The Torah of the Trees

BY ESTEE FLEISCHMANN

Tu BiShvat was, quite literally, a dried-up holiday of my Diaspora youth. It meant apricots, apple rings and raisins – none of which I enjoyed, but symbolically were supposed to remind me that somewhere else in the world the thaw had begun and there was a blossoming of a fresh season. This changed for me when we were privileged, after patience and longing, to harvest the pomegranate tree in our Efrat garden in the fourth year after it was planted. With that, the new year of the trees came to represent a living halachic reality in a homeland we dreamed of for thousands of years of exile. 

Tu BiShvat in the State of Israel is a day that recalls the deeply interconnected relationship between the Jewish people and the Land upon which we reside; our ability to nurture and grow the desert into paradise and the living fulfillment of the words of the prophets. In this unique year, it is profound to note that more Jews than ever have felt this connection. When in the course of history were this many Jewish hands involved in agricultural efforts? When have Jews of all ages and professions, of all nationalities and associations come together in great numbers to assist the planting, growing, harvesting and preparation of the fruits of the Land of Israel? 

Though the holiday highlights our connection to the Land, it is particularly focused on the trees. What must we learn from the trees and how, particularly now, can trees inspire us? A series of verses from Tanach raise concerns that resonate with us deeply and can also provide answers that can give us clarity and strength during this difficult time. 

Overwhelmed with pain and suffering, Iyov highlights the strengths bestowed upon the tree in comparison to man: “For there is hope for the tree. If it is cut down, it may still sprout again, and its shoots will not cease; if its root ages in the ground, and its stump dies in the dust, it will bud from the scent of water, and produce boughs like a new plant. But a man dies and wastes away; and when man has perished, where is he? As the water evaporates from a lake, and a river drains away and dries up, so a man lies down and does not get up” (14:7–12).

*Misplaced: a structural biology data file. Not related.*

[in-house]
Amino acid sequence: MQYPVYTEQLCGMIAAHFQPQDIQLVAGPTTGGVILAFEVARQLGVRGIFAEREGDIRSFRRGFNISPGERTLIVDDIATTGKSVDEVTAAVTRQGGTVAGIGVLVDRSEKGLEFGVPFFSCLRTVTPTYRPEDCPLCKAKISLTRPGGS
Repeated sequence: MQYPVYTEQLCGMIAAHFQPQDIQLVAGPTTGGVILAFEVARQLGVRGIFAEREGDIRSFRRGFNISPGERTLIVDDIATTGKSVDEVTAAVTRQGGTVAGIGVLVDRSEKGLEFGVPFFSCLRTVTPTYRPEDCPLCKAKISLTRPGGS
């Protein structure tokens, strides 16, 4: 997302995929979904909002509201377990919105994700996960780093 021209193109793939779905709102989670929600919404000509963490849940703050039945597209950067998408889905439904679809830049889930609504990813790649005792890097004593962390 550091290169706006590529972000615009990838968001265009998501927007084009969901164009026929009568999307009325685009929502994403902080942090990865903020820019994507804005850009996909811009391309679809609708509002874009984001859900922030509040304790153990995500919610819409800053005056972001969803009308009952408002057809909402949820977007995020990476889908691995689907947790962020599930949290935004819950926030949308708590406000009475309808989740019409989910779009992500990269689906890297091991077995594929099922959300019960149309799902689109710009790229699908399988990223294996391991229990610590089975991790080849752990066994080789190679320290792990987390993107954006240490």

Iyov’s despair is palpable and familiar to us. Why do plants and trees renew, while man cannot? Man’s death is so final, yet arboreal growth and vegetation, less developed and sophisticated than humanity, have capabilities that elude us. 

In two other books of Tanach we find the same comparison, but with a different emphasis. Both Yirmiyahu (17:7–8) and Tehillim (1:3), in nearly identical language, describe how man “shall be like a tree planted by the water, which casts its roots by the river, does not notice when it is hot, and has green leaves. It is a tree that is not worried in a year of drought and does not cease producing fruit.” In both cases, man is represented as a tree; strong, sustained by water, and able to offer lush green shade and continual fruit even under the most difficult of circumstances. Here, in contrast to Iyov, it is the image of man that represents hope, rather than the tree.  

While Iyov is focused on the fleeting nature of man’s life, both Yirmiyahu and Tehillim see the expanse of eternity. Yirmiyahu relates to the believing man, and the author of Tehillim to the one who is connected to Torah. The metaphor is of the human being who is strong, resilient, and unbreakable, who provides a canopy of support and the stability of sustenance to those around him. It speaks of the person who is defined by his deeds and not his days.   

It is Yishayahu who expands this concept from the life of the individual to the realization of our national mission: “For the days of my people shall be as long as the days of the tree; my chosen ones shall outlive the work of their hands” (65:22). Our national identity is as strong, as lasting, and as powerful as the trees, but our legacy is through our deeds and our contributions to the world. 

In this unique year, I pray that the holiday of Tu BiShvat takes on a greater significance for all Jews as we feel bonded to the Land and the people of Israel as we never have before. Through our labor of love to support farmers in need – either in person or from afar – the unity of the Jewish people will prevail. And now more than ever, that must be our legacy. 

 

Estee Fleischmann is Co-Director of Camp Stone with her husband Yakov. They made Aliyah to Efrat nine years ago with their five children from Cleveland, OH. Prior to that, she was a Judaic Studies teacher and school administrator at the Fuchs Mizrachi School for 13 years. They spend summers in Sugar Grove, PA and the rest of the time nurturing, supporting and growing the Camp Stone family.

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